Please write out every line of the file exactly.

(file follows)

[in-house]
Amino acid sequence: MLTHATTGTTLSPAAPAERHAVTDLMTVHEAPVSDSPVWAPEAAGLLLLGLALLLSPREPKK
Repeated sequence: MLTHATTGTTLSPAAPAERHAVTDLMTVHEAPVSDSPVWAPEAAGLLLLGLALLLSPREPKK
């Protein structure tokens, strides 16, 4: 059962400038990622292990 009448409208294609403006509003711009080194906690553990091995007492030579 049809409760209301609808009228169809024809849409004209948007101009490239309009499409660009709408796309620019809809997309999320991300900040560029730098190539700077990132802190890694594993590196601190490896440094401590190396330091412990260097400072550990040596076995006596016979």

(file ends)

[in-house]
Amino acid sequence: MLTHATTGTTLSPAAPAERHAVTDLMTVHEAPVSDSPVWAPEAAGLLLLGLALLLSPREPKK
Repeated sequence: MLTHATTGTTLSPAAPAERHAVTDLMTVHEAPVSDSPVWAPEAAGLLLLGLALLLSPREPKK
């Protein structure tokens, strides 16, 4: 059962400038990622292990 009448409208294609403006509003711009080194906690553990091995007492030579 049809409760209301609808009228169809024809849409004209948007101009490239309009499409660009709408796309620019809809997309999320991300900040560029730098190539700077990132802190890694594993590196601190490896440094401590190396330091412990260097400072550990040596076995006596016979």